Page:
Yesterday, my 5-year-old son asked me if the virus would ever end. “Obviously”, said his 7-year-old sister, rolling her eyes, “otherwise we’d still have bubonic plague.” Also, William Lilly was the astrologer who was arrested for the Great Fire of London that killed plague rats because he predicted it in a book 15 years earlier. “He got lucky”, she informed her puzzled brother. What a difference an additional 2 years – and CBBC’s Horrible Histories – can have on your perspective.
Dad predicts that a second spike this winter will be deadlier than the first, like the Spanish influenza of 1918. At 72, and with Parkinson’s, he doesn’t fancy his chances. Therefore, he’s manning the defences of his 17th Century farmhouse, with the spare table outside the back door for Mr Sainsbury. I tried to persuade him to spend the winter out here, in Singapore. Community spread is low. But no vaccine means no visits. So, we’ll do Christmas on Zoom. At least he’s got his garden. He’ll be bottling pears for the winter. I wonder, though, where I would put my money, on COVID-19, or the rickety old staircase?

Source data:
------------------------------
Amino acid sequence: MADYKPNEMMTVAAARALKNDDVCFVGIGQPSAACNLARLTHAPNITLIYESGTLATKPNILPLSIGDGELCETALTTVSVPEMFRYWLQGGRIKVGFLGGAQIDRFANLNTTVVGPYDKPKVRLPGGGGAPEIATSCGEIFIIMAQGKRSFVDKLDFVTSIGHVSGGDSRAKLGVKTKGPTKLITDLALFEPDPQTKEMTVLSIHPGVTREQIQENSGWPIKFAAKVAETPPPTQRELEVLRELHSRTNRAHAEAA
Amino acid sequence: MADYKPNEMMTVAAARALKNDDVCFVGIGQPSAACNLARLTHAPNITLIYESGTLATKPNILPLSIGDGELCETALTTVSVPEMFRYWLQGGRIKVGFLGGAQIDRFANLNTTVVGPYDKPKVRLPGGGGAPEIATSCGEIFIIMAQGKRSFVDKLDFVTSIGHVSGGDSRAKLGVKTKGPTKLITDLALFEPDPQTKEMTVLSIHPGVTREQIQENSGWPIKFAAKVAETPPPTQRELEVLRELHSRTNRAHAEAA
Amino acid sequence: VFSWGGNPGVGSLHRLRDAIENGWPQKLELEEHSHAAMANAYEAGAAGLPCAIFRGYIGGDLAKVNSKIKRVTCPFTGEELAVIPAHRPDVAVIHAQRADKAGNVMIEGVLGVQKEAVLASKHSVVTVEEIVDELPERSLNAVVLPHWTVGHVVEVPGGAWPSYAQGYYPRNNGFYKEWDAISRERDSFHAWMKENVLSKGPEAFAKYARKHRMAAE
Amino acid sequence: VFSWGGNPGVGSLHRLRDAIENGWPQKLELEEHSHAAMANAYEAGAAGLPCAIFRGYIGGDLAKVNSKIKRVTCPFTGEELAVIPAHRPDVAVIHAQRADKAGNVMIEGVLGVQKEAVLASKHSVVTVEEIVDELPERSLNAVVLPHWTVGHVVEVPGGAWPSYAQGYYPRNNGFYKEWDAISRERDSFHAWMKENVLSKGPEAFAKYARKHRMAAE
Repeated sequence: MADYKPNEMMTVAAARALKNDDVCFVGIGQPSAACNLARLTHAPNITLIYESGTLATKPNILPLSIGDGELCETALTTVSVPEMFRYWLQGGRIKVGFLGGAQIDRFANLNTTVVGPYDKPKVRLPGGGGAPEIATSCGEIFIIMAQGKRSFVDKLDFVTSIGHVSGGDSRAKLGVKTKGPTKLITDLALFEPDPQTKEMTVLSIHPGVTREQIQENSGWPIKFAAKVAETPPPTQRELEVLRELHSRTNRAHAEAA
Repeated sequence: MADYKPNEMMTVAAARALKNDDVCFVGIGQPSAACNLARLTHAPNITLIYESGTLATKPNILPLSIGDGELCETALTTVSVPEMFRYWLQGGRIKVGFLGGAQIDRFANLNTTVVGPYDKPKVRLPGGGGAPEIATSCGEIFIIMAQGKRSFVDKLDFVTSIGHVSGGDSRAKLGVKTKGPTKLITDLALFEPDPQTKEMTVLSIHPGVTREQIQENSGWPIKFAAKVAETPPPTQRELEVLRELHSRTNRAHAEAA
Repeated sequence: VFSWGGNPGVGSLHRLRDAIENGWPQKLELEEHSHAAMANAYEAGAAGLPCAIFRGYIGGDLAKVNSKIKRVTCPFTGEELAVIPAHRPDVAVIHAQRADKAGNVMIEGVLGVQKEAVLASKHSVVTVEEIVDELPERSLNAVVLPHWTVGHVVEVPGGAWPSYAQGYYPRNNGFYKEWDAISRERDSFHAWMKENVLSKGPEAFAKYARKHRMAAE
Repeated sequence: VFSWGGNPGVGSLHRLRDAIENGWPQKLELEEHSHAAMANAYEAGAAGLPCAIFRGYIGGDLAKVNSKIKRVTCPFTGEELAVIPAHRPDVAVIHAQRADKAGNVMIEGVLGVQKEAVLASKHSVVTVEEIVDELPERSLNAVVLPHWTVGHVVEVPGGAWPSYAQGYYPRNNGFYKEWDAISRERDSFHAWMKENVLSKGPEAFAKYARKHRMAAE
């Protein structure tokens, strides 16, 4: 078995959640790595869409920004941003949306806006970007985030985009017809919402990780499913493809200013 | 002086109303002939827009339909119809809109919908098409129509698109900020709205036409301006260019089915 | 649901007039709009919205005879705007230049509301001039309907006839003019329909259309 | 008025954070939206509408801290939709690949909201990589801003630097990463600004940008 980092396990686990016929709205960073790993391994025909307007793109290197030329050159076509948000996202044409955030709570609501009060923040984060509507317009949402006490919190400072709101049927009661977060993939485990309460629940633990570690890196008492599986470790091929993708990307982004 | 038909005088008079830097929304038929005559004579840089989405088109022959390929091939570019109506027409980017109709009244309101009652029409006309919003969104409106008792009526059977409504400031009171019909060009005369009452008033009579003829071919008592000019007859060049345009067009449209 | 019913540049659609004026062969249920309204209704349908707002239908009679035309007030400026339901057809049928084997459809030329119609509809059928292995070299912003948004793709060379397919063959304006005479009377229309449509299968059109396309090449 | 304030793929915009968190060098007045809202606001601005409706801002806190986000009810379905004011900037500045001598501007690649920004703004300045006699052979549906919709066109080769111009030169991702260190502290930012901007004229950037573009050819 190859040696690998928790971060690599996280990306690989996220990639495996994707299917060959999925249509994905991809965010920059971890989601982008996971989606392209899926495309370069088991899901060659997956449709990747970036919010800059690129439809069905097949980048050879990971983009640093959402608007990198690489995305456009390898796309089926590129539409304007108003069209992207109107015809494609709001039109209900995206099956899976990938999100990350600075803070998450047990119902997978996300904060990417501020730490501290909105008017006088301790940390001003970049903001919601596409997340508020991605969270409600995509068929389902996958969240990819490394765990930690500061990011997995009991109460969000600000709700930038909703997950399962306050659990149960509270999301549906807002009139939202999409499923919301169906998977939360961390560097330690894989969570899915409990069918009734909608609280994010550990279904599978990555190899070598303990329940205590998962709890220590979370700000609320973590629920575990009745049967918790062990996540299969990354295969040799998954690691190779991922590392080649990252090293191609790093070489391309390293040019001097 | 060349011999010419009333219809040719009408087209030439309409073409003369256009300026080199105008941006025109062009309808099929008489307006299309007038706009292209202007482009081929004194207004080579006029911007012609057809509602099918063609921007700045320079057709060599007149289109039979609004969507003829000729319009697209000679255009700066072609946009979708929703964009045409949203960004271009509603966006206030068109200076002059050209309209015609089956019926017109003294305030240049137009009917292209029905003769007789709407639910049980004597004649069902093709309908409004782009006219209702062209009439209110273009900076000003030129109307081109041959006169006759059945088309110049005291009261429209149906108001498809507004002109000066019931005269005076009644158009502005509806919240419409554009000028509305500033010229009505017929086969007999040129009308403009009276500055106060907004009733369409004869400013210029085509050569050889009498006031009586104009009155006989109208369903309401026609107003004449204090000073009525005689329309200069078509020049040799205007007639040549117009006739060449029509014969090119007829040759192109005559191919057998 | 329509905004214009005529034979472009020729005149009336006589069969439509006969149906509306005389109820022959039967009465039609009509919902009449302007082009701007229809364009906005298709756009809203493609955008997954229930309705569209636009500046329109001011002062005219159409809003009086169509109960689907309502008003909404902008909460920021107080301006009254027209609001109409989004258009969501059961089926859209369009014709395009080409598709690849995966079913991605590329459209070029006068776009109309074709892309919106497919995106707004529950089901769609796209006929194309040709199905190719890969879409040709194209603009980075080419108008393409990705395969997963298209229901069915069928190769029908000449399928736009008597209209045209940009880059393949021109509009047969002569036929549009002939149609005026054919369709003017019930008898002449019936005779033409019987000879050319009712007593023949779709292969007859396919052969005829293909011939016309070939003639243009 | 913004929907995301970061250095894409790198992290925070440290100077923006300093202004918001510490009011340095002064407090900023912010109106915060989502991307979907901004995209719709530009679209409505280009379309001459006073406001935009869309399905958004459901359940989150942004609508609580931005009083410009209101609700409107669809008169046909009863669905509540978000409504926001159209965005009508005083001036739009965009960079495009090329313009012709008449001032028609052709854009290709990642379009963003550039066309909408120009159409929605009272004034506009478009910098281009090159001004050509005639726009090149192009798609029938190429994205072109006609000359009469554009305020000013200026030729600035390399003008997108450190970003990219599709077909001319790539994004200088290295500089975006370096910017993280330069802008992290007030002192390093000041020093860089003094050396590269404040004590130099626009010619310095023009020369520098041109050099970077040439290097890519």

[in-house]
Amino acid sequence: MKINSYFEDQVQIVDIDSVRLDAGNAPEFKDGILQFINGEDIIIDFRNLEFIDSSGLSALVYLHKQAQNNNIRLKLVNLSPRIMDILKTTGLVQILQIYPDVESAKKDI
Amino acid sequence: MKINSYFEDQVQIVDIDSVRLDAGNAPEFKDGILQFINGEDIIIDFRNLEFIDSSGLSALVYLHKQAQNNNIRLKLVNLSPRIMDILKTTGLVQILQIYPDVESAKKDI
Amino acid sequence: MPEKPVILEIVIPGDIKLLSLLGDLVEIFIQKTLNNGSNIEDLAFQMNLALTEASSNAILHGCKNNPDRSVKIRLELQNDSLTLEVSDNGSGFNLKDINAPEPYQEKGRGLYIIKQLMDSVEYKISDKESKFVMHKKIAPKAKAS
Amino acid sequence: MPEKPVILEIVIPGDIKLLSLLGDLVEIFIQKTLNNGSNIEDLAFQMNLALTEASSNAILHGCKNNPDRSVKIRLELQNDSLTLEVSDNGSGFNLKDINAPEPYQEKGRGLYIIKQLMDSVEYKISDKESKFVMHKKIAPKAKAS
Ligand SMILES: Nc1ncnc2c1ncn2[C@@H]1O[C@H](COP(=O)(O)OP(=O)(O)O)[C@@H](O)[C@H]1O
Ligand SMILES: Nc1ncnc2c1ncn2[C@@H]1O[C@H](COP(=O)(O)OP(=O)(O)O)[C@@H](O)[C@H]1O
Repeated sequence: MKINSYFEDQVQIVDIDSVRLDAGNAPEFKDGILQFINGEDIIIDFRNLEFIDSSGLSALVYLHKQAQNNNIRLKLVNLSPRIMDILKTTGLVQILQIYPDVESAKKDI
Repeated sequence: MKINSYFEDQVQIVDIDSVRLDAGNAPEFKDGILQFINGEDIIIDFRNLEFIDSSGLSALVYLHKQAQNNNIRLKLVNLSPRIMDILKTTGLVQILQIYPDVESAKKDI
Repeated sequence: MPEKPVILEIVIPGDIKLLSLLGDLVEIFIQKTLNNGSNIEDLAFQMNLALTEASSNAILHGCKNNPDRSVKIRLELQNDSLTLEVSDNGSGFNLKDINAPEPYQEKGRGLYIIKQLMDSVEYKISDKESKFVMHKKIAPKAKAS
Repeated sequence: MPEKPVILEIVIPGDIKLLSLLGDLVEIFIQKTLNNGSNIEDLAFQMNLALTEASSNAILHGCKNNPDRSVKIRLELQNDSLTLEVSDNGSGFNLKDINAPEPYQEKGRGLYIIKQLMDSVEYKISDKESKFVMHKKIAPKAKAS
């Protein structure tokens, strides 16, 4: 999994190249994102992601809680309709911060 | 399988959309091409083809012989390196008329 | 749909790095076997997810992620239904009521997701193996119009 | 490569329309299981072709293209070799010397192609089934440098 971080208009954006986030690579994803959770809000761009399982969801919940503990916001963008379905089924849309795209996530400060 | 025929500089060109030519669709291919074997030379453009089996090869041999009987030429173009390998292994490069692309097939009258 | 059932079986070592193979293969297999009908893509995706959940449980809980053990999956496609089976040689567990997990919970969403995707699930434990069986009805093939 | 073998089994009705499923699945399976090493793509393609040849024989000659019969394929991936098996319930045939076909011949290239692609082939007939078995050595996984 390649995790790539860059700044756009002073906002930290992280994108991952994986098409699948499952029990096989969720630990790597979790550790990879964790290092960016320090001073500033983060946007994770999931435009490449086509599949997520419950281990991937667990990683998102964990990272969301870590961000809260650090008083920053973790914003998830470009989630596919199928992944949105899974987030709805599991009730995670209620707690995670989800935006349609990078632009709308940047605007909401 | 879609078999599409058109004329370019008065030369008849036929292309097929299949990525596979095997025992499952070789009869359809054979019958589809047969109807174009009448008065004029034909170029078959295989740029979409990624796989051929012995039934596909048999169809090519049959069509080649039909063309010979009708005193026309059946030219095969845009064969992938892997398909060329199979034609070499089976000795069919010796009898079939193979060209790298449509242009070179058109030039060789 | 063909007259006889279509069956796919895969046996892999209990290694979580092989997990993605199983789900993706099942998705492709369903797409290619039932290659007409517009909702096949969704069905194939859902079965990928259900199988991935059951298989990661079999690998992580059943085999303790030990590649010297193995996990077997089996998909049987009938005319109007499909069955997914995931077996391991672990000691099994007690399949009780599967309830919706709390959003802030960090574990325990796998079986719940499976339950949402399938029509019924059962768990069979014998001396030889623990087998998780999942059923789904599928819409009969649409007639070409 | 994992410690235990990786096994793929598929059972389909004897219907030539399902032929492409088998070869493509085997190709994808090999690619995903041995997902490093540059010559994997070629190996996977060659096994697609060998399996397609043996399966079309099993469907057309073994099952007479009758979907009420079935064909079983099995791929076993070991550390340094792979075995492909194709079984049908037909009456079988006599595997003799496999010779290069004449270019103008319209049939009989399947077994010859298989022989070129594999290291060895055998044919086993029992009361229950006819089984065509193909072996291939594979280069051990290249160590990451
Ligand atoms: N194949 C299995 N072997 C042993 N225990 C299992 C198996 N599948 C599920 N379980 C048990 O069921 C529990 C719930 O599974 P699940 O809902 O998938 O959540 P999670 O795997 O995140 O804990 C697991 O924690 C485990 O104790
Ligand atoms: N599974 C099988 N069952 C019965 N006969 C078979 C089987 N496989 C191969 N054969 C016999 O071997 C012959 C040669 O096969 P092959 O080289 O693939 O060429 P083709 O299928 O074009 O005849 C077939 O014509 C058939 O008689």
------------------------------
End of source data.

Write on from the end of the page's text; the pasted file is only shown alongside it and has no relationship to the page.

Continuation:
“Coronavirus.” Sounds like a beer. I have a friend who cannot hear “the virus that must not be named” addressed in her presence. Like the Dark Lord, its name is a summoning. She’ll lose it if you show her the emoji.
We are not prophets. Our horizon is diminishing as the world shifts on its axis. Yet, we shore these fragments against the fog.
At bedtime, I tell the children tales of faraway lands. Then, packing face masks in school bags, the ground humps beneath my feet. I go to the window and, gripping the sill, peer over the edge to see turtles, all the way down.